Ian also said that the stress of the process had a degenerative impact on Sandra. He says that the work assessments were “punitive” and that they “ignored the comments of her GP”.
“These appeals would take six to eight months. Every single time, she won the appeal and got a backdated payment. But in that period, she would get into debt and lose her credit rating.
“And then she’d get back on an even keel until the next year, when the same thing would happen,” he added.
Sandra, who was 57, had worked in retail for 30 years before severe back pain caused by five fused vertebrae in her spine forced her to give up working. She had failed a number of work capability assessments over a five year period but had successfully challenged each decision at appeal.
The disability assessments were carried out at the time by Atos, on behalf of the DWP, who withdrew from a contract to carry out assessments for Employment and Support Allowance (ESA) following widespread failures and mounting criticism.
Each time she failed an assessment, Sandra found herself looking at a growing mountain of debts while she fought to have the harsh decisions overturned at appeal.
In a letter sent to the DWP before her death, Sandra wrote: “I am old school and would still be working if I could do it. Do you think I would be silly enough to do this? I have always worked.”
“Why do they think it’s ok to treat me like this? It’s not acceptable”.
Her Brother Ian said the difficulties of living with a chronic health condition, coupled with having to repeatedly fight for the benefits she desperately needed, caused her health to deteriorate.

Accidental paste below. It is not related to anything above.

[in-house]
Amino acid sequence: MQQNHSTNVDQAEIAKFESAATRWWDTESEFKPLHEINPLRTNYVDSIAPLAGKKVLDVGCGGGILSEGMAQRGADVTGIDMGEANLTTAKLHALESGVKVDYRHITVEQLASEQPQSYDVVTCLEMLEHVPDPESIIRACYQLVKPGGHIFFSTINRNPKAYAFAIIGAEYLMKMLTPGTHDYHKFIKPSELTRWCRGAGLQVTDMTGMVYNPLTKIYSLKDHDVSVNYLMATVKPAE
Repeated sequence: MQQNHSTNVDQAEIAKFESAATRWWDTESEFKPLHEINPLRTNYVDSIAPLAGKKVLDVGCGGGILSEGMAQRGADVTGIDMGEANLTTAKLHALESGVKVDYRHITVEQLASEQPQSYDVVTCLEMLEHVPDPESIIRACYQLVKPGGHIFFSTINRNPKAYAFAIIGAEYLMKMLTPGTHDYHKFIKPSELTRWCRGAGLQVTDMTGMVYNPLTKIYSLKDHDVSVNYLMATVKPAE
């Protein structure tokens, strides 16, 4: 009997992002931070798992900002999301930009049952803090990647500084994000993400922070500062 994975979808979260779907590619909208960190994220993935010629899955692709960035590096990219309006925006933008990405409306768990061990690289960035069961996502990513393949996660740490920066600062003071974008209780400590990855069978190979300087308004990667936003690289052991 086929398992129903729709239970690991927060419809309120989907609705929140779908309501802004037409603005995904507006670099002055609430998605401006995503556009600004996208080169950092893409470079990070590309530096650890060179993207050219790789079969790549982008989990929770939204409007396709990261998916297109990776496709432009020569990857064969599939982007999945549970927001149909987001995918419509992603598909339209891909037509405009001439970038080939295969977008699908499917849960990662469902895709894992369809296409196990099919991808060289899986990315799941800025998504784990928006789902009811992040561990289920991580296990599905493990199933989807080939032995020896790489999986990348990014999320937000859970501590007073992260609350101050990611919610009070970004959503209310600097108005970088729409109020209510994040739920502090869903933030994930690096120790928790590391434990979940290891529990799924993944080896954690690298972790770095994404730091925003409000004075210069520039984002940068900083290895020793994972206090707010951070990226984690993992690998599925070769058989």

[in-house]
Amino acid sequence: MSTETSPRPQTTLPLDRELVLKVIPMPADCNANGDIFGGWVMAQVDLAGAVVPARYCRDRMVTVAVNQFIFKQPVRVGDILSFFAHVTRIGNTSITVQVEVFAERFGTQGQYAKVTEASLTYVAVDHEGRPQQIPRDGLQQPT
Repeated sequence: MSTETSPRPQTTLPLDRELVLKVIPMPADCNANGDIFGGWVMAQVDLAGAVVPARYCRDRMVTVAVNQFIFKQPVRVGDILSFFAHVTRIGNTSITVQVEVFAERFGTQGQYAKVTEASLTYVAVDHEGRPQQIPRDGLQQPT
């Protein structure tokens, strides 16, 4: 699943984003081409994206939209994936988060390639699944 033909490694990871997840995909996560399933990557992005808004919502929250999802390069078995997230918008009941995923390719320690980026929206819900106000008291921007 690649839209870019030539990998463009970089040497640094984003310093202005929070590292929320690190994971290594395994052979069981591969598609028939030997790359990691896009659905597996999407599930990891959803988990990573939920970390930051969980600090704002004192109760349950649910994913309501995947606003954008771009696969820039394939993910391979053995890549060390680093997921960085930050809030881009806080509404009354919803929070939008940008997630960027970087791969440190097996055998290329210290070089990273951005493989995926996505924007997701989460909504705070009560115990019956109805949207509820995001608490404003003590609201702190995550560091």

He says that Atos “based their assessment on the fact she could walk the five or six steps of the stairwell to the interview room”.
“She could walk small distances and couldn’t stand for long”, he said.
“Every time ATOS assessed her, they judged her fit for work.”
“She described how one man said, ‘I’ve been watching you walk from the waiting room and as far as I’m concerned, you’re fit for work’.”
Ian Burns, who lives in Denmark, said his sister had become reclusive during the last year of her life, adding that he had last spoke to her on 3 April.
Having not heard from his sister for some time, Ian asked a friend and neighbour to check up on her.
He said: “They knocked on the door and went around the back. Through the kitchen window, they could see piles of dishes.
“The police came quarter of an hour later. They got through the back door and found her at the bottom of the stairs.”
Ian came to his sister’s home the following day. “I came the next day … all around the sofa was a pile of letters and debts.
“It was terrible heartbreak and I just feel it could have all been avoided… everyone is treated as cheats or maybe the DWP have an agenda.
“Whatever it is, it’s putting people like Sandra under incredible amounts of stress.”
A DWP spokesman, offering the usual discordant platitudes, said: “Our thoughts are with Ms Burns’ family. We are absolutely committed to ensuring that people get the support they’re entitled to.
“Assessments are carried out by qualified healthcare professionals who look at how someone’s disability or health condition impacts them on a day-to-day basis.”
Disabled people protesting about the punitive disability assessments in Parliament
If you have been affected by the issues raised in this article and need support, please contact the Samaritans free on 116 123 (UK).